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Keywords:

  • COMMODITY CHAINS;
  • GARMENT PRODUCTION;
  • NEW LABOUR INTERNATIONALISM;
  • WOMEN WORKERS’ ORGANIZATIONS;
  • TRANSNATIONAL NETWORKING;
  • CORPORATE SOCIAL RESPONSIBILITY;
  • ETHICAL TRADING INITIATIVE

Abstract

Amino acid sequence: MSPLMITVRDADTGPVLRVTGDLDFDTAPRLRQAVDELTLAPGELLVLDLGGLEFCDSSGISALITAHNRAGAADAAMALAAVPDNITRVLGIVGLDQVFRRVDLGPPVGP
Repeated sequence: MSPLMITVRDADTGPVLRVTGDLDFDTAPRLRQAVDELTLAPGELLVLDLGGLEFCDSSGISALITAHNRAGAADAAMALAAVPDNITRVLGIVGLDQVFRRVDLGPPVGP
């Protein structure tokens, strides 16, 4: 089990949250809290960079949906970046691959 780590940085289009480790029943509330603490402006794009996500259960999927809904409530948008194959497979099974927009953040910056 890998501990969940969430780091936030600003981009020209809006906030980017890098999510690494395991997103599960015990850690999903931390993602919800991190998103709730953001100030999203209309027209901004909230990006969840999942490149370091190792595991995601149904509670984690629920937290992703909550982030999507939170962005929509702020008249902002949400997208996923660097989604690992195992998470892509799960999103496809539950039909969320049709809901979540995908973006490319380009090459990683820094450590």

In this article we trace the history of a new form of labour internationalism that emerged in support of women workers’ organizations, in particular in the garment industry, from the 1980s. We tell the story of the emergence of Women Working Worldwide (WWW), a small UK-based NGO that provides solidarity and support for a network of women workers’ organizations in the commodity producing zones of the global South. WWW grew along with other organizations that have succeeded in forcing global corporations to take some responsibility for the employment conditions along their supply chains. In what has become corporate social responsibility (CSR), companies now establish codes of conduct and workplace audits of employment conditions in those factories to which they subcontract manufacturing work. WWW played a key part in the establishment of the Clean Clothes Campaign, Labour Behind the Label and the Ethical Trading Initiative that continue to develop such practices today. WWW used the power of transnational networks to ensure that the needs and voices of women workers were put on the agenda for action. The story of WWW demonstrates the potential to effect change through transnational networking, the extent to which different local organizations can find common cause with each other and the benefits of engaging in locally-focused but transnationally coordinated educational and action research projects.